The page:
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Daily News for May 19, 2014

Welcome to Placebook’s Daily News. What’s going on in local and state government, the economy, transportation, and development and construction for this May day? Here goes:

In the Triad

Saturday marked the 60th anniversary of the Brown vs. Board of Education decision. How that impacted Greensboro.

Highlights of this year’s Preservation Greensboro Tour of Historic Homes.

A spotlight on the Triad-area projects in the state DOT 10 year plan.

What it means to have no textbooks in the Winston-Salem/Forsyth County Schools.

In the Triangle

Raleigh begins the process of rezoning 34,000 commercial parcels under its new unified development ordinance.

Two of the top “green” neighborhoods in the country are in the Triangle.

Wake County’s manager will present the schools budget to the county commissioners, who will then hold a work session and public hearings, before voting on the final budget in June.

Orange County mayors throw their support behind the same-sex marriage lawsuit.

Durham Public Schools is considering system-wide free student breakfast.

The City of Durham is hoping the school system picks up part of the check for a new gang prevention program.

In the Charlotte Area

The next 50 year Charlotte-area water plan has been released and it plans for conservation and rate hikes.

Union County continues its DSS overhaul.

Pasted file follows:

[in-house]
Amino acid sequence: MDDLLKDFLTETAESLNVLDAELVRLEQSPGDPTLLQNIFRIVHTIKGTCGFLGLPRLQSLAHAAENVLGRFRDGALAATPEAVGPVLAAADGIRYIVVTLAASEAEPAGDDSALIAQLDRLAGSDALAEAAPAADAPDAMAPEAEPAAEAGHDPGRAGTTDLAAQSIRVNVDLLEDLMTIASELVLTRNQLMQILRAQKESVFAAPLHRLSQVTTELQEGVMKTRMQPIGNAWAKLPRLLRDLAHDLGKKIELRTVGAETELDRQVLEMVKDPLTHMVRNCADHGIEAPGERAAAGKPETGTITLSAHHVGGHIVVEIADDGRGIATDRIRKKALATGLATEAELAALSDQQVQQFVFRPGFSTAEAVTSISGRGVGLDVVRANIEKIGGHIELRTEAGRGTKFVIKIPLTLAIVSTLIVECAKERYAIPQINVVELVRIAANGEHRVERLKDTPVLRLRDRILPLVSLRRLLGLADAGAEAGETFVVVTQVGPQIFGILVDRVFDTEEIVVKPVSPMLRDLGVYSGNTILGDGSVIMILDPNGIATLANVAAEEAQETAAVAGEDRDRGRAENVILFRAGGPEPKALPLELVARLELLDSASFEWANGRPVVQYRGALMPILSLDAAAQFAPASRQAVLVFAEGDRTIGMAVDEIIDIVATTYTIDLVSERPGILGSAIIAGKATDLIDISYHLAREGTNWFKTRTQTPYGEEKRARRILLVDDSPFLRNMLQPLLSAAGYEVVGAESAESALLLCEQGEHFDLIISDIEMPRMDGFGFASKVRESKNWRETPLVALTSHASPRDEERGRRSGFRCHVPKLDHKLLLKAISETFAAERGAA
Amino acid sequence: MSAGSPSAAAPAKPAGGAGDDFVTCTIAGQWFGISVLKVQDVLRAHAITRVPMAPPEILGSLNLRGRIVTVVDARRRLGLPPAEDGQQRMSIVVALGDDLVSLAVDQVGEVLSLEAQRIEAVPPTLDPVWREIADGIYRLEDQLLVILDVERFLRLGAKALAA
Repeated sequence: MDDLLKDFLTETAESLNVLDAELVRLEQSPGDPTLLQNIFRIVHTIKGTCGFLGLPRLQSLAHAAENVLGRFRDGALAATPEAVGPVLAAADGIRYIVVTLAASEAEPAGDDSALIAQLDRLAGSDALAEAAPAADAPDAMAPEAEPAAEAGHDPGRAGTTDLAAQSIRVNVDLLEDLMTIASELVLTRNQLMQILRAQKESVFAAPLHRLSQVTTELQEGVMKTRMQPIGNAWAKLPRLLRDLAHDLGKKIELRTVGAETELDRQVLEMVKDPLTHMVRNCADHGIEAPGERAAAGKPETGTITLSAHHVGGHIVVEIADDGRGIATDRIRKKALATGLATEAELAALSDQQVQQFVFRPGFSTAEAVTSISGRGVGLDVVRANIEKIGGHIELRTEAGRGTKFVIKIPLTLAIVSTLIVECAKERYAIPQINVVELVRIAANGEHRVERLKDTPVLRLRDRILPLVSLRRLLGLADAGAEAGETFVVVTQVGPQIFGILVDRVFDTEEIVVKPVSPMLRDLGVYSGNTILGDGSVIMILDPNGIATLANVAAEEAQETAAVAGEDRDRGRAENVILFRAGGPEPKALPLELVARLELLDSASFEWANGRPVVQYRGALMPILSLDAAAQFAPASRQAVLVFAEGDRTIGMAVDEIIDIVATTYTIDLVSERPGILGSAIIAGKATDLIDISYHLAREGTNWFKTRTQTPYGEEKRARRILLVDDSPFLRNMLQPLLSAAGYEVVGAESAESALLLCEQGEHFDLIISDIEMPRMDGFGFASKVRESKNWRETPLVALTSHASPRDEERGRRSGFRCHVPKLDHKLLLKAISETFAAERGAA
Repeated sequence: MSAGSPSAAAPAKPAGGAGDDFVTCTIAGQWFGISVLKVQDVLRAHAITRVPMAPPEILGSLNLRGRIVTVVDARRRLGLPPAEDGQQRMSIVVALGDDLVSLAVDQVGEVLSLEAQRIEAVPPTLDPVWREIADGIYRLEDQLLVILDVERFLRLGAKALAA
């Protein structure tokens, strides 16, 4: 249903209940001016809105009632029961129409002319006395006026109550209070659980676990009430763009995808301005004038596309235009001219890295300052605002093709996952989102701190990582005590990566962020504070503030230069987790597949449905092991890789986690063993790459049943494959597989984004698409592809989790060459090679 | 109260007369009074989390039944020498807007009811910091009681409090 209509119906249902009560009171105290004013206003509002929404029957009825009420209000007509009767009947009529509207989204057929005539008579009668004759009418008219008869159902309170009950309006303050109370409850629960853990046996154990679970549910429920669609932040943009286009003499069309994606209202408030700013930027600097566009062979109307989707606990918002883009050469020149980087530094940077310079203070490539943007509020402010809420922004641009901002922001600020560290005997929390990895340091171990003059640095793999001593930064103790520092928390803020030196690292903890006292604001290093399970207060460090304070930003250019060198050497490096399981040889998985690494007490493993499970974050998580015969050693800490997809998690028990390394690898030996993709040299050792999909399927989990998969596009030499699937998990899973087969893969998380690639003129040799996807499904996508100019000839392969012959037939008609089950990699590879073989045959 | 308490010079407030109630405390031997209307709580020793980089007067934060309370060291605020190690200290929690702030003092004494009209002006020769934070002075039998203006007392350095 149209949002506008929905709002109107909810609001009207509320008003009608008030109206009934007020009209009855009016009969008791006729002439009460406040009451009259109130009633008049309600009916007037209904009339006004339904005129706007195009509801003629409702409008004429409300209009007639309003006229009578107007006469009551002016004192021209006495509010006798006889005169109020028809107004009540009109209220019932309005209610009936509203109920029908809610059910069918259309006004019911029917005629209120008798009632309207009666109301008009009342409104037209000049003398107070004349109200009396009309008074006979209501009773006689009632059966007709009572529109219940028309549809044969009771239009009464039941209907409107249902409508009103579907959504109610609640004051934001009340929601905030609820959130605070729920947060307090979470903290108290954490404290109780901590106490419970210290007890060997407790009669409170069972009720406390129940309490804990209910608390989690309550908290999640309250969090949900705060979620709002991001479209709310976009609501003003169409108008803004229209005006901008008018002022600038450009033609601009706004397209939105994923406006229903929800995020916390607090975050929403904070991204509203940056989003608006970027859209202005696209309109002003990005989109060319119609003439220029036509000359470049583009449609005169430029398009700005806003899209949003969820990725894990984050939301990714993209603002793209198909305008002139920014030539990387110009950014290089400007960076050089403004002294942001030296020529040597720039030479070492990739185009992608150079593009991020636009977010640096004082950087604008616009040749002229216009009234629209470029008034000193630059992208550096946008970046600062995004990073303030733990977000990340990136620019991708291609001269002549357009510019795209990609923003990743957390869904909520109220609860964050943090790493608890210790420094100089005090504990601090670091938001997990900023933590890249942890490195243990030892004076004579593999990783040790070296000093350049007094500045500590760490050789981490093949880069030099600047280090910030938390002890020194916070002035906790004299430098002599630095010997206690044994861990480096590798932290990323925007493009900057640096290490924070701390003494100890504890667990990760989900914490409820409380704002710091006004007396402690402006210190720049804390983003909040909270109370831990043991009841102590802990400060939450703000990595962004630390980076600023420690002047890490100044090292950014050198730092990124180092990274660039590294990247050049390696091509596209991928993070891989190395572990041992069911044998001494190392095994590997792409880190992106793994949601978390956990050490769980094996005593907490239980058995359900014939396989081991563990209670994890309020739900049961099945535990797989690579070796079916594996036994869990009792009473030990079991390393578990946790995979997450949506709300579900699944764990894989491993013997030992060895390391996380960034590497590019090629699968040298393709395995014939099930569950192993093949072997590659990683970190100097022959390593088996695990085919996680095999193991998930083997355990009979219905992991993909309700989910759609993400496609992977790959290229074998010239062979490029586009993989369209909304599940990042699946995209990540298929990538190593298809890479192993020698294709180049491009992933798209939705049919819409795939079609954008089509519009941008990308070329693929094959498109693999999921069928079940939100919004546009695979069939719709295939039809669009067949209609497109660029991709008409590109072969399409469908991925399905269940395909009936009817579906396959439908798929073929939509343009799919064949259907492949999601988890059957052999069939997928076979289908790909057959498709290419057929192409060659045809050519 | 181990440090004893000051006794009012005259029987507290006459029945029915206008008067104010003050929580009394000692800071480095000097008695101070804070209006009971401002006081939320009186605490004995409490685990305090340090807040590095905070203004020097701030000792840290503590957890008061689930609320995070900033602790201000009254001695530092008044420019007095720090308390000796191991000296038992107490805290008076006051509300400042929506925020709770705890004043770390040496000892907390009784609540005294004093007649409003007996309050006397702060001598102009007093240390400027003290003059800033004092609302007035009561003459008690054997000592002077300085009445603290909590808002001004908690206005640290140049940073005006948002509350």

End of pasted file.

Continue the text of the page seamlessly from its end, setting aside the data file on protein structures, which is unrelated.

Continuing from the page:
The next time you are in Charlotte (or if you are already there and need something to do), take the Liberty Walk.

In Asheville and Western North Carolina

An energy-efficient house built by Appalachian State University students is on its way to compete in the  Solar Decathlon Europe.

Asheville and Buncombe County continue their battles over water, which have been going on since the 1930’s.

Here’s a timeline spelling out key points in that water battle.

Western North Carolina’s climate is changing, but not as harshly as other areas of the southeast.

A new space planned for Asheville’s downtown would be a climate change institute and draw researchers from across the country.

In Fayetteville, Wilmington and Eastern North Carolina

The Fayetteville Observer kicks off a six-day series on how fracking will affect Eastern North Carolina.

Meanwhile, The Wilson Times reports on the concerns Wilson leaders and the League of Municipalities have on the portion of the tracking bill that restricts cities from raising property taxes as a result of fracking profit windfalls.

Mystery signs around Fayetteville and Cumberland County are supposed to help with tourism.

Comfort puppies have arrived at the Wilmington Airport.

Seafood restaurants that traditionally sell hushpuppies are struggling over high costs and changing tastes in food.

Castle Hayne and North College Road intersection in Wilmington to get a roundabout.

Pender County’s new budget increases spending, but holds tax rate steady.


The first official Moral Monday protest of the year happens this afternoon.

How the state medical examiners office’s failures to examine bodies is now the subject of a lawsuit.


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